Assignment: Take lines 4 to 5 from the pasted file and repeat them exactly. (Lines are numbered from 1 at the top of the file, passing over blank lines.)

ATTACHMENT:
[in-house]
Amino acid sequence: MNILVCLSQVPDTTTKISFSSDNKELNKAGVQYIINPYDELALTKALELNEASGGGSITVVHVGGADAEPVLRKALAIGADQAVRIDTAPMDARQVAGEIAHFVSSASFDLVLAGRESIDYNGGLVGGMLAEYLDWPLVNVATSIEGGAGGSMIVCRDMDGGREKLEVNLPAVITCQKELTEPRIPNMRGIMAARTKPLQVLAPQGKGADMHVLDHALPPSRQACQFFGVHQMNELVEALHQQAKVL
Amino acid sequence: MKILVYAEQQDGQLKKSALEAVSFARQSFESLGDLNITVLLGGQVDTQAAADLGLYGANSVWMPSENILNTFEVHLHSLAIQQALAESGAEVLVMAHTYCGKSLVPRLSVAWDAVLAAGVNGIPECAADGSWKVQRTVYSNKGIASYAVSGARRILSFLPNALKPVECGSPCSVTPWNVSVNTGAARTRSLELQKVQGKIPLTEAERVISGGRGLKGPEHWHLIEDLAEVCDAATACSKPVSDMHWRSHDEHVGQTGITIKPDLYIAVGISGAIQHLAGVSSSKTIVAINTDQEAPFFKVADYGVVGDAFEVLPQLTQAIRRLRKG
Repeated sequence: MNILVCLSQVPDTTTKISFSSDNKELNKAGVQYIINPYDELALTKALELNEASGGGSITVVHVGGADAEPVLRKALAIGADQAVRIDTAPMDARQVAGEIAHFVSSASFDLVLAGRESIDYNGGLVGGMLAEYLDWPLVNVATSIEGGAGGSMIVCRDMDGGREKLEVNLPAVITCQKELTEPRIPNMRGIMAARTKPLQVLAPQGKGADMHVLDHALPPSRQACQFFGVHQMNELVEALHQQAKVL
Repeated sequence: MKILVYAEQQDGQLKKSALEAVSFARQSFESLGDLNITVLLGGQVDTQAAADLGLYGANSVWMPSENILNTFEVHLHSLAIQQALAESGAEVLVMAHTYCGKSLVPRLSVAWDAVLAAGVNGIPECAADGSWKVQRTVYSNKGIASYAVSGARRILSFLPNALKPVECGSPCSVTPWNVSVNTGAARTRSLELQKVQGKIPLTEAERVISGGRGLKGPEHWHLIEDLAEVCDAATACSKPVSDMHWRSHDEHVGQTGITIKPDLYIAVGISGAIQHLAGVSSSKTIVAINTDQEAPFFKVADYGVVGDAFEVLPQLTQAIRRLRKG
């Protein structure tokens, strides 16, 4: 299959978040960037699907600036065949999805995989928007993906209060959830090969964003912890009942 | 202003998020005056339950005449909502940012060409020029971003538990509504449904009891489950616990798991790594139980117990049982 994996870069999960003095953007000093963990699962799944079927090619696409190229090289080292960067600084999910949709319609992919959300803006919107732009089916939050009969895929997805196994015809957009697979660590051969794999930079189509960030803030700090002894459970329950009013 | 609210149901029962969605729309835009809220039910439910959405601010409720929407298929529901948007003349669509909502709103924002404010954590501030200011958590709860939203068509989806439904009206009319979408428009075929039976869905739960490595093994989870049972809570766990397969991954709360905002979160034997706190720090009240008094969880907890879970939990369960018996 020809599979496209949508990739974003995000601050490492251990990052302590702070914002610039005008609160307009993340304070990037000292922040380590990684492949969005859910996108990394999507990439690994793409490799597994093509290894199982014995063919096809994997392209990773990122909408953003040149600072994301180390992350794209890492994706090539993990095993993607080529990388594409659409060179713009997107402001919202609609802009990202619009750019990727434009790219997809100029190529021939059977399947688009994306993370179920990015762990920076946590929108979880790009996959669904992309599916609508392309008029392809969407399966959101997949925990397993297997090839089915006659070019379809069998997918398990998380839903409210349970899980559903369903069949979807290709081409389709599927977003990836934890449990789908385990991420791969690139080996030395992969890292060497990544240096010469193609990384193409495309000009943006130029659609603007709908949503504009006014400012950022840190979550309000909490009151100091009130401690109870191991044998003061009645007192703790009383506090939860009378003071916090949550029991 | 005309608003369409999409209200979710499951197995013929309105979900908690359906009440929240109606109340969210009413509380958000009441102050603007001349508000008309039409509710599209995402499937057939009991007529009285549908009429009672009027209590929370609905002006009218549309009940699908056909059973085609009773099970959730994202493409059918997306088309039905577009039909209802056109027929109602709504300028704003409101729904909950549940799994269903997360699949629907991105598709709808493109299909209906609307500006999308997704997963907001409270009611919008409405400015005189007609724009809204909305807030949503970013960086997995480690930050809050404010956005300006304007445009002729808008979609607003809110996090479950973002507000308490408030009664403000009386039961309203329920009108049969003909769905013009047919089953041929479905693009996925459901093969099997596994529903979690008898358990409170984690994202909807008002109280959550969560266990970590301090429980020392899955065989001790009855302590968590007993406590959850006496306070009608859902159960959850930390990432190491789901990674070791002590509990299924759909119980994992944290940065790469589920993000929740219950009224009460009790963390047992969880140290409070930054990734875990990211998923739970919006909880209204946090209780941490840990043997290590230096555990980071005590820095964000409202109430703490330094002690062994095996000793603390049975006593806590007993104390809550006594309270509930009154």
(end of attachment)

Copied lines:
Repeated sequence: MNILVCLSQVPDTTTKISFSSDNKELNKAGVQYIINPYDELALTKALELNEASGGGSITVVHVGGADAEPVLRKALAIGADQAVRIDTAPMDARQVAGEIAHFVSSASFDLVLAGRESIDYNGGLVGGMLAEYLDWPLVNVATSIEGGAGGSMIVCRDMDGGREKLEVNLPAVITCQKELTEPRIPNMRGIMAARTKPLQVLAPQGKGADMHVLDHALPPSRQACQFFGVHQMNELVEALHQQAKVL
Repeated sequence: MKILVYAEQQDGQLKKSALEAVSFARQSFESLGDLNITVLLGGQVDTQAAADLGLYGANSVWMPSENILNTFEVHLHSLAIQQALAESGAEVLVMAHTYCGKSLVPRLSVAWDAVLAAGVNGIPECAADGSWKVQRTVYSNKGIASYAVSGARRILSFLPNALKPVECGSPCSVTPWNVSVNTGAARTRSLELQKVQGKIPLTEAERVISGGRGLKGPEHWHLIEDLAEVCDAATACSKPVSDMHWRSHDEHVGQTGITIKPDLYIAVGISGAIQHLAGVSSSKTIVAINTDQEAPFFKVADYGVVGDAFEVLPQLTQAIRRLRKG